FINANCE minister Mthuli Ncube has said he will present his maiden budget statement on November 22, in what will be a litmus test of how he will address Zimbabwe’s economic crisis.
BY FIDELITY MHLANGA
Shortages of basic commodities, hard currency and falling purchasing power of wages are among some of the challenges facing the southern African country.
“It (the budget presentation) is on November 22,” Ncube told NewsDay on Monday.
Confederation of Zimbabwe Retailers principal economist Clemence Machadu said the 2% tax on electronic transactions should be set aside as it is adding insult to injury on people already failing to cope with their diminishing disposable incomes.
“Policymakers should really address the core issues in the economy. Folks really want bread and butter issues to be addressed, partially through reviewing the unsustainable cost of living through stabilisation of the price system and goods market,” he said.
Ncube promulgated the 2% tax last month before amending and confining it to apply on transactions of $10 and above, before putting the cap at $10 000 on the amount of tax to be paid. This implies that transfers above $500 000 will attract a flat tax of $10 000.
He also exempted intra-company transfers as well as transfers of salaries, tax payments, foreign currency-related payments and transfer of funds by the government.
In his latest weekly column in the State media, President Emmerson Mnangagwa hinted new measures would be announced to review the tax.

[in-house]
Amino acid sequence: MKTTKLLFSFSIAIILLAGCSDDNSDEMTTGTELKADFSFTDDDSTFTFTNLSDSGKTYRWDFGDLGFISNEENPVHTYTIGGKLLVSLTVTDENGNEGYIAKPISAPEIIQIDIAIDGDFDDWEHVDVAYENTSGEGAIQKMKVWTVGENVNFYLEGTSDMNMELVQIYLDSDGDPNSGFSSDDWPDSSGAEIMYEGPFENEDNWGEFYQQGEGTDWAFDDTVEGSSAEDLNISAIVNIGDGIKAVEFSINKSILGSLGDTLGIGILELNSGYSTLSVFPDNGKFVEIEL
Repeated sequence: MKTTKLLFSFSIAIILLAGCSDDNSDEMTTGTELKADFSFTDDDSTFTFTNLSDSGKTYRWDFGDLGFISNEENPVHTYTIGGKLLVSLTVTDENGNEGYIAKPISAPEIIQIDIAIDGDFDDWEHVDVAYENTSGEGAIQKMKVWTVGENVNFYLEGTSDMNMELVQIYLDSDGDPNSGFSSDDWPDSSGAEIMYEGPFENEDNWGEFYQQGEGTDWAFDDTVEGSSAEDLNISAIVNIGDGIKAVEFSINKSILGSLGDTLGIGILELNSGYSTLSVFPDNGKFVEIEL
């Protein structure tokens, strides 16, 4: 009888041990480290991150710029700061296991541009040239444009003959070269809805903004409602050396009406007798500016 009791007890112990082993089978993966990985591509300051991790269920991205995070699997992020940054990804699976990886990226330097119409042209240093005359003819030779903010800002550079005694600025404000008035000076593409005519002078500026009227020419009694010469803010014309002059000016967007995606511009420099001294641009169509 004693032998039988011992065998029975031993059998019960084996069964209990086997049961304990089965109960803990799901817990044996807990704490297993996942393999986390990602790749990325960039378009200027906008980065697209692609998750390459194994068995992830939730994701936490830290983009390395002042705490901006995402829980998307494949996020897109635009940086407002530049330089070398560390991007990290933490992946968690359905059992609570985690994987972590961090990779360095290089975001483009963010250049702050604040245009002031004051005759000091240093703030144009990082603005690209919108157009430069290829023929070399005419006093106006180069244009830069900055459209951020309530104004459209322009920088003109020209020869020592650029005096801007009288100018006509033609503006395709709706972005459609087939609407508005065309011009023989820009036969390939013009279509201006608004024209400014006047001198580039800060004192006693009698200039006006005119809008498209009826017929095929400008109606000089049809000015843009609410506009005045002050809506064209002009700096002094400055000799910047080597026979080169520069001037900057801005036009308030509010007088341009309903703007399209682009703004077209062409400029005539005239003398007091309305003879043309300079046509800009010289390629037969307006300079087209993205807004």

Zimbabwe Chamber of Commerce chief executive Christopher Mugaga said the Finance minister must proffer lasting solutions to pressing issues affecting the economy.
“The minister is sitting on a fiscal cliff edge. He is dealing with a budget that has the capacity to raise uncertainty profile. He should handle it with caution. He must not prevaricate or dilly dally. He must face the challenge head-on. We are waiting to see if he is going to announce a US dollar or RTGS (real time gross settlement) balance budget. It’s a tough choice for him to make,” Mugaga said.
The central bank last month de-dollarised by way of separating Nostro foreign currency accounts and RTGS bank balances code-named FCA RTGS.
Mugaga said the budget should also come up with realistic measures as to how government intends to cut fiscal deficit in relation to Gross Domestic Product by 3,1% in 2019, 3,5% in 2020 and 5,2% by year 2021 as ensconced in the budget strategy paper.
Confederation of Zimbabwe Industries president, Sifelani Jabangwe said the manufacturing sector was pushing for adequate forex payment.
“The major submission is forex and currency management; that is our major concern. We yearn to get $200 million forex per month as industry,” he said.
Another important issue, according to Jabangwe, is the reduction of trade deficit which stood at $1,8 billion after imports shot up to $5,5 billion against exports valued at $3,7 billion.
“We are pushing that the Statutory Instrument 122 won’t go beyond 2018. That will give local industry room to grow,” he said.